10 tips on collecting maps — from an expert who admits to keeping moon maps under his bed (aka Julian Wilson, a specialist in books, maps and manuscripts)
1. Use maps to gain an insight into worlds of the past
The legendary island of Brasil would appear before unsuspecting sailors for a single day once every seven years to lure them to their deaths. Cartographers up to the 17th century pinpointed this mysterious landmass in the Atlantic — sometimes off the Irish coast — although I have seen it located as far south as the Azores. There is something very intriguing about visual anomalies that don’t exist today.
Another classic example is the state of California: it was shown correctly on most maps up to the mid 17th century, but then word reached Europe that someone had successfully circumnavigated California. Map makers scrambled to show California as an island and this notion, though soon disproved, persisted on maps for over than 100 years.
Coronelli, Vincenzo (1650-1718). Atlante Veneto: Isolario descrittione geografico-historia. Venice: 1696-97. This lot and those below were offered in our sale, Valuable Books and Manuscripts Including Cartography on 15 July 2015 at Christie’s in London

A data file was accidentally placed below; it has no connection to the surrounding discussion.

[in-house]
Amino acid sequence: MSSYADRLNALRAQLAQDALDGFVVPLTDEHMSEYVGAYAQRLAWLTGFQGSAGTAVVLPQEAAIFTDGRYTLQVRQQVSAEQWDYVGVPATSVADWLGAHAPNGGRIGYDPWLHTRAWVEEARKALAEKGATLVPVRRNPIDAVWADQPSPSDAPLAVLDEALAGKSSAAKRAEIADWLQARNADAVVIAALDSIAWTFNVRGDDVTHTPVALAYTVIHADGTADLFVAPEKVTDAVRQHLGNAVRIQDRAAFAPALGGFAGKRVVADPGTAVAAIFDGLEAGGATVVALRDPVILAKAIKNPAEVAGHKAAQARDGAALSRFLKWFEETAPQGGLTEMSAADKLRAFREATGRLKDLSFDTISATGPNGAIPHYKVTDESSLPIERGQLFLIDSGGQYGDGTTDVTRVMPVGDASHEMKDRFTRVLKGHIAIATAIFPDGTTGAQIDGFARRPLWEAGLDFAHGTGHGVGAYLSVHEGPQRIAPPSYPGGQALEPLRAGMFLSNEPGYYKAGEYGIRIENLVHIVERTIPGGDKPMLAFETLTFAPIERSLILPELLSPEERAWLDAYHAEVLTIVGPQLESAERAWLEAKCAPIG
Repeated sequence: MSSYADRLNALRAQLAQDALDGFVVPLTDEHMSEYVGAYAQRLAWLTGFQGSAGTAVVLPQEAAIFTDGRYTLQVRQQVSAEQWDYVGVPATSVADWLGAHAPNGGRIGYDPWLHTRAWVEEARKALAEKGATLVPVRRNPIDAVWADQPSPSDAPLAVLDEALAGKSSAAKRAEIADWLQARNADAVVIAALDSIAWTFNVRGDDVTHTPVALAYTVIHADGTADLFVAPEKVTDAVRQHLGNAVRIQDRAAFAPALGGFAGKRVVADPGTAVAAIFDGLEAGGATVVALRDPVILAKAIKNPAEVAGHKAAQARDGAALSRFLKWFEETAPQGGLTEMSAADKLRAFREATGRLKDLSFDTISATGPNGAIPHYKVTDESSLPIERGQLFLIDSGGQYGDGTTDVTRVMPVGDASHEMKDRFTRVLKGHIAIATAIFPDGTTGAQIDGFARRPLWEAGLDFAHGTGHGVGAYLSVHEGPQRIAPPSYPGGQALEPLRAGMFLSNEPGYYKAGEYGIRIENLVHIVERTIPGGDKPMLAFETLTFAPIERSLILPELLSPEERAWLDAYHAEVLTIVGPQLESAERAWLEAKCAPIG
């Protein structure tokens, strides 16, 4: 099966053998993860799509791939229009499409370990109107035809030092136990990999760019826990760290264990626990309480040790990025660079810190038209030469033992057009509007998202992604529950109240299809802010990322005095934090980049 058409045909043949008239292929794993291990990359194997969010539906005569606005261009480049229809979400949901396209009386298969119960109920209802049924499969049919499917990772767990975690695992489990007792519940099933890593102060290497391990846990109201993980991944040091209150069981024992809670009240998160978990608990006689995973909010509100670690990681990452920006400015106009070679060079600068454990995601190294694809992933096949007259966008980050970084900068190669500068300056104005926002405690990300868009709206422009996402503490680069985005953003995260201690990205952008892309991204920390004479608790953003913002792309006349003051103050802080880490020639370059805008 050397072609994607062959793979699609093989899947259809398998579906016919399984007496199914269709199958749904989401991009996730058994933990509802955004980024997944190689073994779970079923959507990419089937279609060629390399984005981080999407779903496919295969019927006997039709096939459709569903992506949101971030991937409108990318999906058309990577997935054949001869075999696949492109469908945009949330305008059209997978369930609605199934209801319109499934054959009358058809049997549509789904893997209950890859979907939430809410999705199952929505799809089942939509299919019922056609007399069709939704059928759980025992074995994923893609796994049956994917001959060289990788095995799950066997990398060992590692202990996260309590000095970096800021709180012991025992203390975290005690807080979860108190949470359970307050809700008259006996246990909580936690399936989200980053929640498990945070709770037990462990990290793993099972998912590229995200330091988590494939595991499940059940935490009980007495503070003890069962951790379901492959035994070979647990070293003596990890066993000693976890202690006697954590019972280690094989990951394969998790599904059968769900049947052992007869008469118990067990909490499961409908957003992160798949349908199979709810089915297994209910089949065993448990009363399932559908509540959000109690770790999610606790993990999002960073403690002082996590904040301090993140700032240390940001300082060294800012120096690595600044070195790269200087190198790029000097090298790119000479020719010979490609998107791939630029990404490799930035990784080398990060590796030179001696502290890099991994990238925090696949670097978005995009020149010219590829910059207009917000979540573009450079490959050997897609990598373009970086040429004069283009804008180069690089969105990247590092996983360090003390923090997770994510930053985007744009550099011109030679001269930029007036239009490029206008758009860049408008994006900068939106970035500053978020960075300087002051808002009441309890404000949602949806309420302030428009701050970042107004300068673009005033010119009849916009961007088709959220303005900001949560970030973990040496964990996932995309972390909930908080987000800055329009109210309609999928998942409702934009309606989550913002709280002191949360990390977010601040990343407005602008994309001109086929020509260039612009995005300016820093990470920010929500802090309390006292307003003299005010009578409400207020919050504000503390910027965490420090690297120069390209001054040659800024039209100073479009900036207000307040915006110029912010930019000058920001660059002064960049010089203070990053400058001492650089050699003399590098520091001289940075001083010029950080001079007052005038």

Maps are a visual representation of developments in geographical knowledge. I was just sent a map on which only the Western portion of Australia is shown, while the undiscovered Eastern portion is left blank (see above). For an Australian studying European maps it’s incredibly interesting: the coastlines of Australia seem to emerge from nowhere with every improvement in cartographic knowledge.
Border changes can also pique the curiosity of collectors. The Republic of Texas existed as an independent country for 10 years, 1836-1846, but the British government never officially recognized it, due to its friendly relations with Mexico. Consequently, London map publishers did not depict Texas as a separate entity, often showing it as part of Mexico. Some Texans — generally proud of their Lone Star state — will pay a premium to have maps showing their state as an independent country.
2. Beauty and quirk: look out for cartographic charm
Greenough, George Bellas (1778-1855). A Physical and Geological Map of England & Wales (on the basis of the original map of Wm. Smith 1815) revised and improved. London: The Geological Society, July but 1 August 1865. Sold for £8,125
My own interest in maps started from my study of the history of geology. The very important, pioneering geological maps are large, imposing and incredibly decorative. Early 15th century printed maps based on the Greek cartographer Ptolemy have a stripped-down beauty. Some of these maps orient Scotland at a 90-degree angle from our current understanding of its placement; there’s a certain quirkiness to them that holds appeal.